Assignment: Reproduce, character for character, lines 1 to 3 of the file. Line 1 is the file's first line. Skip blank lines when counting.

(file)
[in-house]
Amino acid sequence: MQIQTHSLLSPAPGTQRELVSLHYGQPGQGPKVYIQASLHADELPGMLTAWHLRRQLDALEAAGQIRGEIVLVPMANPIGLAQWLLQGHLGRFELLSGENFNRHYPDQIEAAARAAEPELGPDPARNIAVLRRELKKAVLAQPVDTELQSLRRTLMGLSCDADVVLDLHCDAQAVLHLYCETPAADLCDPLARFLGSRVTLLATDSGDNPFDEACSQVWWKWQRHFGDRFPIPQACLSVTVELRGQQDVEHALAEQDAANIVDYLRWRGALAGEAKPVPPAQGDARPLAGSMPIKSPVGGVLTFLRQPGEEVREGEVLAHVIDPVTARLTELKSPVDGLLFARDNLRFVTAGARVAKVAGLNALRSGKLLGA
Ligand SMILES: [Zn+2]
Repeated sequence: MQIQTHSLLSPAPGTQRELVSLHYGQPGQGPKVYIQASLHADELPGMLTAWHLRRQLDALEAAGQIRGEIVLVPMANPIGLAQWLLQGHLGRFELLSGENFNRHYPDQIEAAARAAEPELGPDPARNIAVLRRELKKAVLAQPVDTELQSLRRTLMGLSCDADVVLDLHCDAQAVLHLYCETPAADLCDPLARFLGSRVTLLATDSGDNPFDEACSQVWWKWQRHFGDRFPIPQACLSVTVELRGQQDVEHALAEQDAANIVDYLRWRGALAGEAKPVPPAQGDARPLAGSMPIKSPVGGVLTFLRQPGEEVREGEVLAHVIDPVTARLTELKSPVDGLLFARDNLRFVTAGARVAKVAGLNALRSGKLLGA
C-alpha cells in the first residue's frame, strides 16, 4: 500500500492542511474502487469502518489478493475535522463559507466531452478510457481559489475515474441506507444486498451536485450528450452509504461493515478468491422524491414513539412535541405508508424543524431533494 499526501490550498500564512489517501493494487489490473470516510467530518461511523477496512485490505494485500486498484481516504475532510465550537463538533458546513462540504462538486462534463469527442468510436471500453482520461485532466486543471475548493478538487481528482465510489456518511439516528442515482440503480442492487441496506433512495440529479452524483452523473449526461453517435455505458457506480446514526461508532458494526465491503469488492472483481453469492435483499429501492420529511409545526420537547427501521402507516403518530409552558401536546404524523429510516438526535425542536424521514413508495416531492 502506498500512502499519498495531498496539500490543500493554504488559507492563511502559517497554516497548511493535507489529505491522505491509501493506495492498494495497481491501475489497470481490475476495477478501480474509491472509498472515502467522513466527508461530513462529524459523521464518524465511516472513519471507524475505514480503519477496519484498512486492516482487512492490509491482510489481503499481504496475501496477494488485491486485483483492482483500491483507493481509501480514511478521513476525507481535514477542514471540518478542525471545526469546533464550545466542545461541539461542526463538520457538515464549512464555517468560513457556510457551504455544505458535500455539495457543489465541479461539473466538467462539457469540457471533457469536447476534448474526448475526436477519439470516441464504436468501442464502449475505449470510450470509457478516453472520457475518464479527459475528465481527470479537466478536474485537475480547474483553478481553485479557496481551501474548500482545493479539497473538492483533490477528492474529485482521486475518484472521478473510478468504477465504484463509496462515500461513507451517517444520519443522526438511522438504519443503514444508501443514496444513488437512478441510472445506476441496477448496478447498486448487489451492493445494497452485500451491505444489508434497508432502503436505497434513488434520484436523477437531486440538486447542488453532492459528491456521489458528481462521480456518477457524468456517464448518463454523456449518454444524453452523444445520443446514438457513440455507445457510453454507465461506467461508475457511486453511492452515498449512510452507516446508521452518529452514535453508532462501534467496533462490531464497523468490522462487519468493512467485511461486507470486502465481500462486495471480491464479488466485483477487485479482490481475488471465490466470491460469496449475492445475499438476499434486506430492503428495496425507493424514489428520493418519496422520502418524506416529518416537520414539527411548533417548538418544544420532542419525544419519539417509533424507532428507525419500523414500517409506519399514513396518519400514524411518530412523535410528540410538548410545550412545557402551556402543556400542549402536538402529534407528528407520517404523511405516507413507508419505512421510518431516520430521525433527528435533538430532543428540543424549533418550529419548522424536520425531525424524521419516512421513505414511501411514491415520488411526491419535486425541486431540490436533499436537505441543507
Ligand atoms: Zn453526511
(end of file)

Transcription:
[in-house]
Amino acid sequence: MQIQTHSLLSPAPGTQRELVSLHYGQPGQGPKVYIQASLHADELPGMLTAWHLRRQLDALEAAGQIRGEIVLVPMANPIGLAQWLLQGHLGRFELLSGENFNRHYPDQIEAAARAAEPELGPDPARNIAVLRRELKKAVLAQPVDTELQSLRRTLMGLSCDADVVLDLHCDAQAVLHLYCETPAADLCDPLARFLGSRVTLLATDSGDNPFDEACSQVWWKWQRHFGDRFPIPQACLSVTVELRGQQDVEHALAEQDAANIVDYLRWRGALAGEAKPVPPAQGDARPLAGSMPIKSPVGGVLTFLRQPGEEVREGEVLAHVIDPVTARLTELKSPVDGLLFARDNLRFVTAGARVAKVAGLNALRSGKLLGA
Ligand SMILES: [Zn+2]